Seated Liberty Dollar


Bring in and Sell in your Seated Liberty Dollar in Las Vegas & Henderson

History

The Seated Liberty dollar is a dollar coin that was struck by the United States Mint from 1840 to 1873 and designed by its chief engraver, Christian Gobrecht. It was the last silver coin of that denomination to be struck before the passage of the Coinage Act of 1873, which temporarily ended production of the silver dollar for American commerce.  The value of the coin during its mintage was one U.S dollar, ($1.00), it weighed approximately 26.73 grams, with a diameter of about 38.1 mm, the edge is needed, and the coin is 90% Silver, and 10% copper, so there is about 0.77344 troy oz of 90% Silver in the coin.  The mintmarks are located under the eagle, O, S, CC If there is no mint mark then it was minted in Philadelphia, as coins minted there during this time had no mark. This is just one very brief background on the thousands of coins out there!

The Mint Act of 1792 made both gold and silver rightful delicate; determined weights of every equivalent to a dollar. The United States Mint struck gold and silver just when investors provided metal, which was returned as a coin.

The fluctuation of market costs for commodities implied that either valuable metal would likely be overvalued as far as the other, leading to hoarding and melting; in the decades after 1792, it was typically silver coins which met that destiny.

In 1806, President Thomas Jefferson formally requested all silver dollar mintage ended, however, creation had not happened since 1804.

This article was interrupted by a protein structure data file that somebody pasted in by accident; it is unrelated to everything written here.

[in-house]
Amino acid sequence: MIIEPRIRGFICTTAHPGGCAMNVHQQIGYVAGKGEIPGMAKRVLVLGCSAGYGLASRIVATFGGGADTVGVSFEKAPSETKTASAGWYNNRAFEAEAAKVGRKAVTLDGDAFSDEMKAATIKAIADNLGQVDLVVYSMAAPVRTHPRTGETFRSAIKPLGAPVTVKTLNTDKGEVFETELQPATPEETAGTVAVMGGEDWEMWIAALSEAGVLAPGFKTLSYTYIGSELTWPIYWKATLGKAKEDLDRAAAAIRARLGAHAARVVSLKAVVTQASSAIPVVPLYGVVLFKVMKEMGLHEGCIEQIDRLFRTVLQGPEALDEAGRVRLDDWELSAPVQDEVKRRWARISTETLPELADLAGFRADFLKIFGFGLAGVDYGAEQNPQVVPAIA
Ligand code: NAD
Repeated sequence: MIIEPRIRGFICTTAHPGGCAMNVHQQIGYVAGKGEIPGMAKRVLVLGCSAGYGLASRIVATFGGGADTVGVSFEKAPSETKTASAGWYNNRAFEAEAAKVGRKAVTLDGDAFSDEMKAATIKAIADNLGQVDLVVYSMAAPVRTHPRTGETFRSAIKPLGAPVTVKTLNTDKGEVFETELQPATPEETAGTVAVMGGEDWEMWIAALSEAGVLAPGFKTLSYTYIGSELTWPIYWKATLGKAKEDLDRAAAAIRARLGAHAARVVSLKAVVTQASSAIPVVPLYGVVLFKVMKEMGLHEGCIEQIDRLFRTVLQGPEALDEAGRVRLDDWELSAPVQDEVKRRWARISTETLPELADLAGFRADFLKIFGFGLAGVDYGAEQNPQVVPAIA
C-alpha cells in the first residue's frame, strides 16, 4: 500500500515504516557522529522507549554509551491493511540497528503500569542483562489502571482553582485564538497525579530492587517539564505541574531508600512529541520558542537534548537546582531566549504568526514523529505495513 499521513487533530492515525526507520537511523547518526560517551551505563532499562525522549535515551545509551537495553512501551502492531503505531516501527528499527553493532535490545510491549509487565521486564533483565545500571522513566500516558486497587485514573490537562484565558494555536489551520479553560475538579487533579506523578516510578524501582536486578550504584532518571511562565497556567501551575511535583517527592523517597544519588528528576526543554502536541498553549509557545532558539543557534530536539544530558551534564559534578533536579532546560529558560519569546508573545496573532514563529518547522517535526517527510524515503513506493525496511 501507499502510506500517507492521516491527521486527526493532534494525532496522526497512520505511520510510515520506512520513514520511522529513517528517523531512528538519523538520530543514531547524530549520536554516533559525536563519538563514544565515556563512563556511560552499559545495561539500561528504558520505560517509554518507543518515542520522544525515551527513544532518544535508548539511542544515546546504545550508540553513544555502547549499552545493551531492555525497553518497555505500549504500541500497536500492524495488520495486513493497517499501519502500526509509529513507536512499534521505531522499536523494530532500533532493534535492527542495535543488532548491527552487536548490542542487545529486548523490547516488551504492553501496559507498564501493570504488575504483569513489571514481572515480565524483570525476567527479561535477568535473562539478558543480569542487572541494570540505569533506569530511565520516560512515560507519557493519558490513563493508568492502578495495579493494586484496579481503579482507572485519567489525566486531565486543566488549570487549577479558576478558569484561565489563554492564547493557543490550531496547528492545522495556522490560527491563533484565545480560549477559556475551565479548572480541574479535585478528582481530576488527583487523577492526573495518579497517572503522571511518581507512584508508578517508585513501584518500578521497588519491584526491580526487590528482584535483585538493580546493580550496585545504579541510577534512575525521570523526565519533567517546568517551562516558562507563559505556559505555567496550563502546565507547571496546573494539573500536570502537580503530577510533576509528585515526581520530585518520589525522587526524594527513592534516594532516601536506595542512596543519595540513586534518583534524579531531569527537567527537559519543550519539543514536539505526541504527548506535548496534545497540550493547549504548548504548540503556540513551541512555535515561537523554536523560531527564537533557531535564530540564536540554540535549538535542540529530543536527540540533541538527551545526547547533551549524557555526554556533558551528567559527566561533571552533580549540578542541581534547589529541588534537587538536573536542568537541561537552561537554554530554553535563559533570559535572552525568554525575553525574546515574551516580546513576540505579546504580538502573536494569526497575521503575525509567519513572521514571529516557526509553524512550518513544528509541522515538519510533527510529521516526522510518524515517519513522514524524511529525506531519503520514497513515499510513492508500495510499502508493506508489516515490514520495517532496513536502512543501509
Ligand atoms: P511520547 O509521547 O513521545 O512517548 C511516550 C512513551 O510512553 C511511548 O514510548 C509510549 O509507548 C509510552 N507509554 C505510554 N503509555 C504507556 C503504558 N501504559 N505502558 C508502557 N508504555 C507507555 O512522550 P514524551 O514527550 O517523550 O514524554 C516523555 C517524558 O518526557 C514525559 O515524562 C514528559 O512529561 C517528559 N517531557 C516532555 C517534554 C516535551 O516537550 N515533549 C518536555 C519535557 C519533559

Throughout the following quarter century, the silver coin generally struck for bullion investors was the half dollar. In 1831, Mint Executive Samuel Moore asked for that President Andrew Jackson lift the confinement against dollar coin generation; the president obliged in April of that year. Despite the endorsement or approval to strike the coins, no silver dollars were printed until 1836.

Gobrecht Dollar

The Gobrecht dollar, minted from 1836 to 1839, was the first silver dollar struck of course by the United  States Mint since the generation of that denomination was authoritatively ended in 1806. The coin was struck in little numbers to decide if the reintroduced silver dollar would be generally welcomed by people in general.

Afterward, in 1835, Mint authorities started arrangements for a progression of silver dollars which, dissimilar to the 1804 dollar, were proposed to enter flow so as to decide if the section would be generally welcomed by the general population. In June 1835, Moore surrendered his post as chief and was supplanted by Robert M. Patterson.

Presently, Executive Patterson moved toward two surely understood Philadelphia artists, Titian Peale and Thomas Sully, to make a design that would be utilized to upgrade the majority of the American coins then in production. Mint Chief Engraver Kneass arranged a sketch in view of Patterson’s origination yet soon endured a stroke, abandoning him somewhat crippled.

Following Kneass’ stroke, government authorities endorsed Patterson’s urgent request that Philadelphia medallist Christian Gobrecht be employed quickly to satisfy the obligations of engraver; Director Moore asked for the same prior to his resignation, yet no move was taken immediately.

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